David Weston of Oxford noted in a letter to the Sunday Telegraph, 24.5.15:
SIR – Many media outlets seem to have just two new units of measurement: football pitches (which are variable in size) and Wembley Stadiums.
Perhaps I’m too traditional but I find acres, or hectares, easier to understand.
The following week, the Sun Tel published the following responses:
from Charles Dobson, Chester:
SIR – David Weston omits to mention one unit of scale regularly used by the media: the size of Wales.
And from T Martin Johnson of Pathhead, Midlothian:
SIR – We mustn’t forget another popular unit, of volume rather than area: the Olympic-size swimming pool.
Cliches are such a part of journalism, they will be commonly written in by newsdesk or sub-editors if the reporter has forgotten to include them. The journalists need to be reminded, occasionally, that the readers may sometimes respond to them by kicking the paper around the room, rather than being grateful for the rule that says everything must be explained to them in language they will understand.
We could quote examples all day, but for now, the Telegraph correspondence prompts The Shed to go into the vaults for a nice skewering of picture-desk cliches, from the Independent On Sunday’s magazine on 23.6.13. John Rentoul started with his own nomination for a Banned list and added in some suggestions from readers …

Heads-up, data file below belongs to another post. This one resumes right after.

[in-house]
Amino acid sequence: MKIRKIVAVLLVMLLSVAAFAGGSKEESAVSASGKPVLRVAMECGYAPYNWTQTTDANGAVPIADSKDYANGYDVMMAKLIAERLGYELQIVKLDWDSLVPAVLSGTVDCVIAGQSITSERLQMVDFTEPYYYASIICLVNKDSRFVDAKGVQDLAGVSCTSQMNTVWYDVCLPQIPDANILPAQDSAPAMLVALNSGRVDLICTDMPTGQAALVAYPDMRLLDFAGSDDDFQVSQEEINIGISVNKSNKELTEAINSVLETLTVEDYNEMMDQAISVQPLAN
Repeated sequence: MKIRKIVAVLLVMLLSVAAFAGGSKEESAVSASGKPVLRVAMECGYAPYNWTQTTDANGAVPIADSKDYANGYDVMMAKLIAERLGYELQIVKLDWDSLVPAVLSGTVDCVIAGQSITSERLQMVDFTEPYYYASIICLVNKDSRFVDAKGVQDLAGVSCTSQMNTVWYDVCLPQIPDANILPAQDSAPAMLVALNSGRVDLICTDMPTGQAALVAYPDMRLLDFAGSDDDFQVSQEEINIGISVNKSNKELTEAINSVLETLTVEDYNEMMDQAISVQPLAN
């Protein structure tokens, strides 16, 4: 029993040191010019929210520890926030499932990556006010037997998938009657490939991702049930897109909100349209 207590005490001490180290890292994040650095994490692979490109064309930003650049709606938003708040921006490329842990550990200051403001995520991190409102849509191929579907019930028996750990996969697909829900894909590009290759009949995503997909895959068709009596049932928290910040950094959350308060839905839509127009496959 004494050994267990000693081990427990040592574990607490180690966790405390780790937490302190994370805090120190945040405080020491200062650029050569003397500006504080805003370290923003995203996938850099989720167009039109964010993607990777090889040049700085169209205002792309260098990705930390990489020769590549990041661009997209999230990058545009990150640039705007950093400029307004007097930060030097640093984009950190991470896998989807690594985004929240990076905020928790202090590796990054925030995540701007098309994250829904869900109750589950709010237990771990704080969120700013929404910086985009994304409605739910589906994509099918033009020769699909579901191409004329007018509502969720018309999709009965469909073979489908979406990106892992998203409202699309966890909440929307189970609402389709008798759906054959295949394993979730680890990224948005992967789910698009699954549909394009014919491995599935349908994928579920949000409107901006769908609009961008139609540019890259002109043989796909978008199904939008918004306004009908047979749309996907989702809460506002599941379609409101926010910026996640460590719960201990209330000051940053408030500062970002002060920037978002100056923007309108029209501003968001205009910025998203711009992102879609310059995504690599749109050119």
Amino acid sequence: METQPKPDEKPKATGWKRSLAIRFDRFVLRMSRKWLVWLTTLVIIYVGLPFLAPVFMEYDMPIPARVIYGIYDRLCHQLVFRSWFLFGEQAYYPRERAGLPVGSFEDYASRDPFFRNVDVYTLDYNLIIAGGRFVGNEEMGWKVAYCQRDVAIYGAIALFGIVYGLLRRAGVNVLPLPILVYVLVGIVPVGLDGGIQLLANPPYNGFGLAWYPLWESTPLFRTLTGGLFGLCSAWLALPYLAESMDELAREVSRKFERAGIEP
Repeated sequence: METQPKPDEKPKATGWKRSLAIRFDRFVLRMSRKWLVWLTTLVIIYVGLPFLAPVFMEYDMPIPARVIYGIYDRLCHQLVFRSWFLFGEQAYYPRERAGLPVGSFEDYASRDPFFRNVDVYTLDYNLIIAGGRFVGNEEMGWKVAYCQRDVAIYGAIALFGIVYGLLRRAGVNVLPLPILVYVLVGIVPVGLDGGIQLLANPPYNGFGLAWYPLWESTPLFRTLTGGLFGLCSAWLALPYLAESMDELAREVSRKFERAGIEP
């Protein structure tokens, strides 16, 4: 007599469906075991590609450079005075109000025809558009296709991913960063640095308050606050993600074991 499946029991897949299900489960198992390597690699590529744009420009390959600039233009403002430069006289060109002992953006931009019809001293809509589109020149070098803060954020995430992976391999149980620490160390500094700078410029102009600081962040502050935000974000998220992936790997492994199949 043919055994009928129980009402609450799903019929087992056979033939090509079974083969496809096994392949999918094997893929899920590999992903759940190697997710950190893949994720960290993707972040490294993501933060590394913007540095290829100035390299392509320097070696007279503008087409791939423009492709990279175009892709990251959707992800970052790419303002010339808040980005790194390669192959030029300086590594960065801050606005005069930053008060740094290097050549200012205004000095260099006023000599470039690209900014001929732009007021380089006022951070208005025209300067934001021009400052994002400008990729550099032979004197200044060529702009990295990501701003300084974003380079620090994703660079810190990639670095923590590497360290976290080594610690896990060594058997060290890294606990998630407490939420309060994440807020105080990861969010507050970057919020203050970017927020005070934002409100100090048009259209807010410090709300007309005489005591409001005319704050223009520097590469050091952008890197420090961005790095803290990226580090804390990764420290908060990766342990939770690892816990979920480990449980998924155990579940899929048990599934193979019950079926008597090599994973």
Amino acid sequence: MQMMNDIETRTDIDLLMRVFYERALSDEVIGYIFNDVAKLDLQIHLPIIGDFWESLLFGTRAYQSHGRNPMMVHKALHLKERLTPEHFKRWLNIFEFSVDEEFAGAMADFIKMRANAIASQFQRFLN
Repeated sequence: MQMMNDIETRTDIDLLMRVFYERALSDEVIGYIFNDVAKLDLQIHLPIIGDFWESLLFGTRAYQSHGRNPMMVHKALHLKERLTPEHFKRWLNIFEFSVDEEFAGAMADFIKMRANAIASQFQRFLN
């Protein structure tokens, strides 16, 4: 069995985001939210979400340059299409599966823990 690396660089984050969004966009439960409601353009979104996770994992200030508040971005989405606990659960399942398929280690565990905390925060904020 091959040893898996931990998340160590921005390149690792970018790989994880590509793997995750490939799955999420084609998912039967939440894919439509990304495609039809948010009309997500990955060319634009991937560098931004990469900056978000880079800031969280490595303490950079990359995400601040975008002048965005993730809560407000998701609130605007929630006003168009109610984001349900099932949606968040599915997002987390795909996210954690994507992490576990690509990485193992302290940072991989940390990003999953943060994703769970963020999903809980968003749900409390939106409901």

- Wedding cake decorations for reports and features about gay marriage
2. Poignant empty swings for stories suggesting that the authorities have failed children – nominated by Callum May.
3. Stretch of police incident tape for any article about crime – Ben Knights
4. The flames from gas-cooker rings for rising energy prices – Terry Stiastny
5. Faceless greebo lights a gigantic bifta, all but hands and lips obscured, for any story about drugs – Ed Pemberton
6. The statue on the Old Bailey roof for anything to do with the law or justice – Chris Bartlett
7. Pictures of people from the neck down for stories about obesity.
8. A woman with her head in her hands for all mental-health stories – Becca Reilly-Cooper
9. Precarious stack of coins for personal finance stories – Tom Powdrill
10. Aerial montage of suburbia for TV reports on property markets. Used, obviously, because we don’t know what houses look like – “Bubblejet”
The above notes have also been published, with illustrations!, at
Check it out.